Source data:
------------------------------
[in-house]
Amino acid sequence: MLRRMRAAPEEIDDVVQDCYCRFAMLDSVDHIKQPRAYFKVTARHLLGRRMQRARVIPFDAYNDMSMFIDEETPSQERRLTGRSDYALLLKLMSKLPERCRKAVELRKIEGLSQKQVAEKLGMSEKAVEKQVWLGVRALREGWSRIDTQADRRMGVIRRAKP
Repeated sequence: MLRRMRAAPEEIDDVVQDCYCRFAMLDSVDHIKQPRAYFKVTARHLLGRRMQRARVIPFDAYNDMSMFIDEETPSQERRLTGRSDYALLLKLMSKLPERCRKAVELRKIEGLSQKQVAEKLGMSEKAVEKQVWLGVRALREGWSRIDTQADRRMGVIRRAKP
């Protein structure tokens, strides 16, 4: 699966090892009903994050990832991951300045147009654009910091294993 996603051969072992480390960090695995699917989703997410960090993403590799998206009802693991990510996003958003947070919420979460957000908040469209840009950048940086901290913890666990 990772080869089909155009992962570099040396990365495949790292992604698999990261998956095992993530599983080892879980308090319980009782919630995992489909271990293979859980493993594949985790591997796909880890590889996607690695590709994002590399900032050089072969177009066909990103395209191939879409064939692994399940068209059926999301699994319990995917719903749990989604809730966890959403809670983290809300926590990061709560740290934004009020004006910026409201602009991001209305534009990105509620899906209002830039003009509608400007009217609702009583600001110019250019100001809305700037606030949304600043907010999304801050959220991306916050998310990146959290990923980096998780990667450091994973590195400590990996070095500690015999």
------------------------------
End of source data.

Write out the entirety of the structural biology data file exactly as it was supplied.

[in-house]
Amino acid sequence: MLRRMRAAPEEIDDVVQDCYCRFAMLDSVDHIKQPRAYFKVTARHLLGRRMQRARVIPFDAYNDMSMFIDEETPSQERRLTGRSDYALLLKLMSKLPERCRKAVELRKIEGLSQKQVAEKLGMSEKAVEKQVWLGVRALREGWSRIDTQADRRMGVIRRAKP
Repeated sequence: MLRRMRAAPEEIDDVVQDCYCRFAMLDSVDHIKQPRAYFKVTARHLLGRRMQRARVIPFDAYNDMSMFIDEETPSQERRLTGRSDYALLLKLMSKLPERCRKAVELRKIEGLSQKQVAEKLGMSEKAVEKQVWLGVRALREGWSRIDTQADRRMGVIRRAKP
């Protein structure tokens, strides 16, 4: 699966090892009903994050990832991951300045147009654009910091294993 996603051969072992480390960090695995699917989703997410960090993403590799998206009802693991990510996003958003947070919420979460957000908040469209840009950048940086901290913890666990 990772080869089909155009992962570099040396990365495949790292992604698999990261998956095992993530599983080892879980308090319980009782919630995992489909271990293979859980493993594949985790591997796909880890590889996607690695590709994002590399900032050089072969177009066909990103395209191939879409064939692994399940068209059926999301699994319990995917719903749990989604809730966890959403809670983290809300926590990061709560740290934004009020004006910026409201602009991001209305534009990105509620899906209002830039003009509608400007009217609702009583600001110019250019100001809305700037606030949304600043907010999304801050959220991306916050998310990146959290990923980096998780990667450091994973590195400590990996070095500690015999």